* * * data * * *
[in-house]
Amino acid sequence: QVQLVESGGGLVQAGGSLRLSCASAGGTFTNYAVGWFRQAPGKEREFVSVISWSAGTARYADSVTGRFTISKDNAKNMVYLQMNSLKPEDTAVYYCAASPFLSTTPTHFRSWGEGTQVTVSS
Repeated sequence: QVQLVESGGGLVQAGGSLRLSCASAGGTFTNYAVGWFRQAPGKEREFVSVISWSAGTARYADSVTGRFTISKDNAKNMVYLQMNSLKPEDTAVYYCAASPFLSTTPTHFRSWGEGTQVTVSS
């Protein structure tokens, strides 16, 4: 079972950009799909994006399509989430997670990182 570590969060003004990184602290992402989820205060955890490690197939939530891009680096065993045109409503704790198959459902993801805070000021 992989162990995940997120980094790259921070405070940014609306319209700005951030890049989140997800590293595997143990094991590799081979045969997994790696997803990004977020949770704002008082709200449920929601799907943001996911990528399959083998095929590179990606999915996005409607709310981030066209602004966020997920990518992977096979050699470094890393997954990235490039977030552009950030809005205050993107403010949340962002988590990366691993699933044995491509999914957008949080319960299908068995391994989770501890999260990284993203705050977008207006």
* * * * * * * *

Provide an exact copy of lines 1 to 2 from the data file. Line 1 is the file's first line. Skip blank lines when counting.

[in-house]
Amino acid sequence: QVQLVESGGGLVQAGGSLRLSCASAGGTFTNYAVGWFRQAPGKEREFVSVISWSAGTARYADSVTGRFTISKDNAKNMVYLQMNSLKPEDTAVYYCAASPFLSTTPTHFRSWGEGTQVTVSS